Environmental Aspects of Use of Recycled Carbon Fiber Composites in Automotive Applications

January 19, 2024

Abstract
The high cost and energy intensity of virgin carbon fiber manufacture provides an opportunity to recover substantial value from carbon fiber reinforced plastic wastes. In this study, we assess the life cycle environmental implications of recovering carbon fiber and producing composite materials as substitutes for conventional and proposed lightweight materials in automotive applications (e.g., steel, aluminum, virgin carbon fiber). Key parameters for the recycled carbon fiber materials, including fiber volume fraction and fiber alignment, are investigated to identify beneficial uses of recycled carbon fiber in the automotive sector. Recycled carbon fiber components can achieve the lowest life cycle environmental impacts of all materials considered, although the actual impact is highly dependent on the design criteria (λ value) of the specific component. Low production impacts associated with recycled carbon fiber components are observed relative to lightweight competitor materials (e.g., aluminum, virgin carbon fiber reinforced plastic). In addition, recycled carbon fiber components have low in-use energy use due to mass reductions and associated reduction in mass-induced fuel consumption. The results demonstrate environmental feasibility of the CFRP recycling materials, supporting the emerging commercialization of CF recycling technologies and identifying significant potential market opportunities in the automotive sector.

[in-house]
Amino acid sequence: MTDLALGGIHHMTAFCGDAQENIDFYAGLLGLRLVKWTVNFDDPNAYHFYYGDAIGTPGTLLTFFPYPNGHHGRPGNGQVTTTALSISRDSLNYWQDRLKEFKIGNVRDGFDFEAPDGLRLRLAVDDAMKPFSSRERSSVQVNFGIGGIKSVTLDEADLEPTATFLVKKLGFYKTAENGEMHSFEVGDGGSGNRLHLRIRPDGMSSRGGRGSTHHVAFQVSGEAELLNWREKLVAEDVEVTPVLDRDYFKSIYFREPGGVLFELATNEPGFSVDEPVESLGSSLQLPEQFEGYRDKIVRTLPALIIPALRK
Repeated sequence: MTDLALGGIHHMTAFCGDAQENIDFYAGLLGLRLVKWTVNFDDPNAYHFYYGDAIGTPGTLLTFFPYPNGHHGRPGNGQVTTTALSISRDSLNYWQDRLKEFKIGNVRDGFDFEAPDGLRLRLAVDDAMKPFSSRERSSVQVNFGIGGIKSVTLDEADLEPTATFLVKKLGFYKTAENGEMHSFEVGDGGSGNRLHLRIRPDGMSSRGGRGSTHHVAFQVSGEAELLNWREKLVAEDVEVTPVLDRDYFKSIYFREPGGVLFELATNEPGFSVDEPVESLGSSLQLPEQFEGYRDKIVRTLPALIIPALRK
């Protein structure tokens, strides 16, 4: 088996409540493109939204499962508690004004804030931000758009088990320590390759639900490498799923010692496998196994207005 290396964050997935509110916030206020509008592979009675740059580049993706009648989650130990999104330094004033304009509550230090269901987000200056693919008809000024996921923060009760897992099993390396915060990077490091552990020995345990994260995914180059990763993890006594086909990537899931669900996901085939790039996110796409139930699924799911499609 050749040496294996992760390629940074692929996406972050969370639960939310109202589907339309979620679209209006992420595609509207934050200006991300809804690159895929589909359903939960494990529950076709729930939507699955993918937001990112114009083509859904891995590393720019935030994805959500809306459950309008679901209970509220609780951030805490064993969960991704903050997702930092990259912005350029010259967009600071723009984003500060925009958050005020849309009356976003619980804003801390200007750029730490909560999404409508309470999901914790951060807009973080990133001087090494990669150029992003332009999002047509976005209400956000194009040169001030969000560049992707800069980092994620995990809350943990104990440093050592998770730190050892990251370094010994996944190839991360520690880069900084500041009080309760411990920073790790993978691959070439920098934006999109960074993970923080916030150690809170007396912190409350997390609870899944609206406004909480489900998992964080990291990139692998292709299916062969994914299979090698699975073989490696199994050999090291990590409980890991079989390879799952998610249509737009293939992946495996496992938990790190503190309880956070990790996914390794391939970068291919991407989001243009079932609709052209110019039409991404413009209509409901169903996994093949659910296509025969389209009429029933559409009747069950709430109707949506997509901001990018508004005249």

Author
Fanran Meng, Jon McKechnie, Thomas Turner, Kok H. Wong, and Stephen J. Pickering
Citation
Fanran Meng, Jon McKechnie, Thomas Turner, Kok H. Wong, and Stephen J. Pickering. (2017), Environmental Aspects of Use of Recycled Carbon Fiber Composites in Automotive Applications. Environmental Science and Technology 51(21): 12727–12736. Doi.org/10.1021/acs.est.7b04069